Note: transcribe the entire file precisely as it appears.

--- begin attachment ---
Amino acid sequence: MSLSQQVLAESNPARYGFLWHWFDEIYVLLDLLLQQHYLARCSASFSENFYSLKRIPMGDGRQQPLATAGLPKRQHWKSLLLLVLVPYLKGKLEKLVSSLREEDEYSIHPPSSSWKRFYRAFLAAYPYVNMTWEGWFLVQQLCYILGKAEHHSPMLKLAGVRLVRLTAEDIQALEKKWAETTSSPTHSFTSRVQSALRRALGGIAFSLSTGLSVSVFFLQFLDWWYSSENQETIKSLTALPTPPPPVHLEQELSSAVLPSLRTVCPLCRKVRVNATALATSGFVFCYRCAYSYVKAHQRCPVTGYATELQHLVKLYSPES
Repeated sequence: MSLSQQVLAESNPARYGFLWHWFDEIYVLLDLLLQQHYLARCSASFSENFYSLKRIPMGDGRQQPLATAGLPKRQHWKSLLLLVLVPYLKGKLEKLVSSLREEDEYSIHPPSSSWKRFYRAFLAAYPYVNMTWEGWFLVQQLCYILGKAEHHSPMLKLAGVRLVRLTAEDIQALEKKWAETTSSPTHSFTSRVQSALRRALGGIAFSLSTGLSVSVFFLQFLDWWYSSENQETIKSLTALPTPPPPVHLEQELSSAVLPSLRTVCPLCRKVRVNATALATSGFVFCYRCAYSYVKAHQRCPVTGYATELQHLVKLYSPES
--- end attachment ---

Amino acid sequence: MSLSQQVLAESNPARYGFLWHWFDEIYVLLDLLLQQHYLARCSASFSENFYSLKRIPMGDGRQQPLATAGLPKRQHWKSLLLLVLVPYLKGKLEKLVSSLREEDEYSIHPPSSSWKRFYRAFLAAYPYVNMTWEGWFLVQQLCYILGKAEHHSPMLKLAGVRLVRLTAEDIQALEKKWAETTSSPTHSFTSRVQSALRRALGGIAFSLSTGLSVSVFFLQFLDWWYSSENQETIKSLTALPTPPPPVHLEQELSSAVLPSLRTVCPLCRKVRVNATALATSGFVFCYRCAYSYVKAHQRCPVTGYATELQHLVKLYSPES
Repeated sequence: MSLSQQVLAESNPARYGFLWHWFDEIYVLLDLLLQQHYLARCSASFSENFYSLKRIPMGDGRQQPLATAGLPKRQHWKSLLLLVLVPYLKGKLEKLVSSLREEDEYSIHPPSSSWKRFYRAFLAAYPYVNMTWEGWFLVQQLCYILGKAEHHSPMLKLAGVRLVRLTAEDIQALEKKWAETTSSPTHSFTSRVQSALRRALGGIAFSLSTGLSVSVFFLQFLDWWYSSENQETIKSLTALPTPPPPVHLEQELSSAVLPSLRTVCPLCRKVRVNATALATSGFVFCYRCAYSYVKAHQRCPVTGYATELQHLVKLYSPES